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Old Dec 25, 2014, 03:42 PM
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Thank you for the replies.

After mulling it over for a few days I think I'm going to abandon the circular design for maybe a future hovercraft and stick with a more conventional shape for this one.

High speed together with a wide design could indeed spell trouble with handling when friction with the ground increases.
And for steering I think I'll stick with the tried-and-true design with fixed motor + rudders.

I am having a bit of trouble deciding on motors for lift and thrust since that all depends on the weight of the craft and since I don't have any real world comparison that's kinda tricky to figure out.
But that's maybe a question for another thread
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Last edited by Scroo; Dec 25, 2014 at 03:48 PM.
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Old Dec 26, 2014, 02:21 PM
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Hi,
have a look at this German forum , http://www.rc-network.de/forum/showt...-indoor-Rennen .
there are some video ,doing indoor Hovercraftracing . Tought about some helicopter rear propeller that can counter flyforce in corners ,like ading grip with superglue tires . i have a iceglider that has only springsteel wire that give no direction . i steer it with a small propeller in the front that push the front inside the corner.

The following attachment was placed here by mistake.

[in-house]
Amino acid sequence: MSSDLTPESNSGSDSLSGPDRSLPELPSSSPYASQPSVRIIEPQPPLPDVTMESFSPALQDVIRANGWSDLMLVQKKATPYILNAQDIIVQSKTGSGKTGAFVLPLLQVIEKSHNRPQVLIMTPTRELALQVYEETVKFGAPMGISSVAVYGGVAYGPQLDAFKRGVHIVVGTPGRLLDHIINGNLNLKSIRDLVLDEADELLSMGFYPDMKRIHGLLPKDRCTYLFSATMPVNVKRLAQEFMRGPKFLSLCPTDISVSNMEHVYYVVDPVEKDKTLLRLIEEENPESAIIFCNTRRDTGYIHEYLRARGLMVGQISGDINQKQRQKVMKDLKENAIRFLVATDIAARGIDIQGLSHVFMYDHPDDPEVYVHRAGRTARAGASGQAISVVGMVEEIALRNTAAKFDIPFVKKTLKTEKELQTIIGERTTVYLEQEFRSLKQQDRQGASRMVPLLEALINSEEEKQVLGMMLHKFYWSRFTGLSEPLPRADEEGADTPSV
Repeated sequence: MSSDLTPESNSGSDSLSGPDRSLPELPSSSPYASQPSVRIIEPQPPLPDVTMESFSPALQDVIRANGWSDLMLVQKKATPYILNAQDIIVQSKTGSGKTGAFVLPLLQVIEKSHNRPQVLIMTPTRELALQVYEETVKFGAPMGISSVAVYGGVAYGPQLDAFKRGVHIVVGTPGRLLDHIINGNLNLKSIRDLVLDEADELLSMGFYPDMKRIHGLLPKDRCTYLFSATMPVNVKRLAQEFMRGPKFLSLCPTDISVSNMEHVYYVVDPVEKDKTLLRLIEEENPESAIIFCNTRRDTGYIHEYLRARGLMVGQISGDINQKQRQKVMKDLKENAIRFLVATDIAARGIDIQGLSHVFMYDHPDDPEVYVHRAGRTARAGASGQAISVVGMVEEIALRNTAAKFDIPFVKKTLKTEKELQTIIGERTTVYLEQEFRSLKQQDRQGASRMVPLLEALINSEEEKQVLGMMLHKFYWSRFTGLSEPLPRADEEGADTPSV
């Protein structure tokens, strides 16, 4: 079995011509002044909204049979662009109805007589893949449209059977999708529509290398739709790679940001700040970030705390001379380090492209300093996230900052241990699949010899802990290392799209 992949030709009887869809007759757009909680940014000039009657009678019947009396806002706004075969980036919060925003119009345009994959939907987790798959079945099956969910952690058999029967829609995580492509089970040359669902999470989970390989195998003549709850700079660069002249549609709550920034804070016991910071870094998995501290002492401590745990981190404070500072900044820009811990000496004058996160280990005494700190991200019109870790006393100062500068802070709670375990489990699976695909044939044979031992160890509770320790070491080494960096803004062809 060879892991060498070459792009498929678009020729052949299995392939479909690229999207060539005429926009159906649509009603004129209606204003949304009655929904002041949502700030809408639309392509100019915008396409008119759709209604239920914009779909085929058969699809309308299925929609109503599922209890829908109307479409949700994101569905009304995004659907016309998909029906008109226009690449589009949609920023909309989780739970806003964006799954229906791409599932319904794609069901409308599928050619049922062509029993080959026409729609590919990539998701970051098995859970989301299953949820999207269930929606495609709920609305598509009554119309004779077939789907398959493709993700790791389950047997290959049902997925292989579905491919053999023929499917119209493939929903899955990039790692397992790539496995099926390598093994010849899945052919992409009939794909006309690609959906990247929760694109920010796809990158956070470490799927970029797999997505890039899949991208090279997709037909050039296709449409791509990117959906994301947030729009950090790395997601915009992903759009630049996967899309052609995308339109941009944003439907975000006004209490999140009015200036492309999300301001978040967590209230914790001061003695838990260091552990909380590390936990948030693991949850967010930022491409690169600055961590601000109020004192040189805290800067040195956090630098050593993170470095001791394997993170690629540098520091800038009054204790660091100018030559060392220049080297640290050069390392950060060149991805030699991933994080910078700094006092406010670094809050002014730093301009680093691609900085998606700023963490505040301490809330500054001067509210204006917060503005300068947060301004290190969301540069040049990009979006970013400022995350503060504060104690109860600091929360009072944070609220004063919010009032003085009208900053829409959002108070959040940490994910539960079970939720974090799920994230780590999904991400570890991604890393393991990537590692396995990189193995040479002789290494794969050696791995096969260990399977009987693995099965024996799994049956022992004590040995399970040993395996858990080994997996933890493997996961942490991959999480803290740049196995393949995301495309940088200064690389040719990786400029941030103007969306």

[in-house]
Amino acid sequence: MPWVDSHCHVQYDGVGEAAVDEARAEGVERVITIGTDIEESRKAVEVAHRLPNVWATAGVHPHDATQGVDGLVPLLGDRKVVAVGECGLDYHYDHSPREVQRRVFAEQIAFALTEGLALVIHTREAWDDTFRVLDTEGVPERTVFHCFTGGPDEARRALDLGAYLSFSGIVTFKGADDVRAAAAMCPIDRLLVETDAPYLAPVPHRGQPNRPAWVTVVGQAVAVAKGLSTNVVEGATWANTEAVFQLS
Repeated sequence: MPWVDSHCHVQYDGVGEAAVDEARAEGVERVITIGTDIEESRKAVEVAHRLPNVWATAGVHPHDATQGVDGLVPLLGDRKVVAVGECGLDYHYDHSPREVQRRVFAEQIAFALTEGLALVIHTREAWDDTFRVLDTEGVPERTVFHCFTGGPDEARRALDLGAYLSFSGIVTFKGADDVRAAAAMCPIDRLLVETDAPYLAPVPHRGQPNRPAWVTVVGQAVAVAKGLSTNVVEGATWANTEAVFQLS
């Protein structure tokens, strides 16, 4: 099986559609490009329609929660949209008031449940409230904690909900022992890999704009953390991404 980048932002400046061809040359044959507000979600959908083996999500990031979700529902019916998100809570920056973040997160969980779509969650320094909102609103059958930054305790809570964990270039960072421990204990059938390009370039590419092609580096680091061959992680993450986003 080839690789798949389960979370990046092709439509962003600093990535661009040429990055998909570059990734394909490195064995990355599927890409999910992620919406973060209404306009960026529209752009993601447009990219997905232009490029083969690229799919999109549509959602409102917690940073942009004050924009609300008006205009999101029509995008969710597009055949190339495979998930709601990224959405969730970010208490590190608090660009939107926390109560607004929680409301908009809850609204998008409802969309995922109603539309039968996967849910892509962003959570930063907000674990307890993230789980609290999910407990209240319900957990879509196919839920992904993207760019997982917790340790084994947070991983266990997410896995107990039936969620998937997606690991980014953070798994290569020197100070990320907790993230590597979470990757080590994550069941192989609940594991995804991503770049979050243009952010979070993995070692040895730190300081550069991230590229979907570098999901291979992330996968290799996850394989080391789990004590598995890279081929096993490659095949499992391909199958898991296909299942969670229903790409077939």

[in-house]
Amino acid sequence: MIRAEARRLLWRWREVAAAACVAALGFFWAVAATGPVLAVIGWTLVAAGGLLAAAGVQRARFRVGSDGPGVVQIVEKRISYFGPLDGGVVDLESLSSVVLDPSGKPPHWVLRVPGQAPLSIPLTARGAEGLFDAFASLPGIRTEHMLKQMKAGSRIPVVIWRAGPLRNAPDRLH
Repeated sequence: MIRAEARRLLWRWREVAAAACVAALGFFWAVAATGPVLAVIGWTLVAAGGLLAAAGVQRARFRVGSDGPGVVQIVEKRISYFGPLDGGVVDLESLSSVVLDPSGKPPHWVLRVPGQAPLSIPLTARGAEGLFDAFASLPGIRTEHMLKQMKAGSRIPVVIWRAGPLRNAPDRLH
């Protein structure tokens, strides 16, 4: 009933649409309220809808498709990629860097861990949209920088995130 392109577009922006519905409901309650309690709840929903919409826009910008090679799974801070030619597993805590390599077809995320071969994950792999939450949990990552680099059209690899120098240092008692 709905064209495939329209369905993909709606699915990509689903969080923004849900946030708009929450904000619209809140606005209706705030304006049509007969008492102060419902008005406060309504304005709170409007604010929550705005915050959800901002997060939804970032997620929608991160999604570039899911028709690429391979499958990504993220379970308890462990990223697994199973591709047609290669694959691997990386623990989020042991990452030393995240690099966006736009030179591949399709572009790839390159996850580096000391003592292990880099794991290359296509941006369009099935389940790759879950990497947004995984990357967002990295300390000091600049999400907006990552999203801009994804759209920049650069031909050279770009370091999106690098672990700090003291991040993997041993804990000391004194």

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Old Dec 28, 2014, 07:10 AM
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Hi - I'm +1 w/ FiftySlicks; " try having a fixed prop at each side for thrust and differential steering, plus a single rudder at the back that will help out at high speeds and give a little bit more stability."
Why take your valuable thrust energy & slam it into a rudder when you can trim power to one of the motors & save battery?
I think vectored thrust is simpler & lighter....

My 350mm vectored thrust mini...
RC Hovercraft from quadcopter (1 min 46 sec)


Early test photo...Ralph
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Old Dec 28, 2014, 07:36 AM
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Do you mean vectored thrust or just differential thrust ? They're very different. I've never seen a vectored thrust system that's either simple or particularly light . And of course the problem with differential thrust is that you have no steering unless you're under power, unlike a simple rudder.

Steve
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Old Dec 28, 2014, 06:36 PM
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Quote:
Originally Posted by slipstick View Post
Do you mean vectored thrust or just differential thrust ? They're very different. I've never seen a vectored thrust system that's either simple or particularly light . And of course the problem with differential thrust is that you have no steering unless you're under power, unlike a simple rudder.
Steve
Hi Steve - Guess I mean either one....in 25+ yrs of design/building/flying full size & RC hovers I don't think I ever heard the term "differential thrust"....but I like it

Pic's below are my "old school" 700mm vectored thrust craft that's about 15 yrs old......motor pylon is a pair of tubes...inner mounted to frame & outer can rotate. Since I got hooked on Quadcopters I've been neglecting these things...2 of my planned projects over the winter are to re-do the small one & convert the 700mm to 2.4 TX/brushless/lipo/etc.
One of my objectives is to keep the profiles to a minimum to lessen wind effects

Good to see some discussion on this forum............Ralph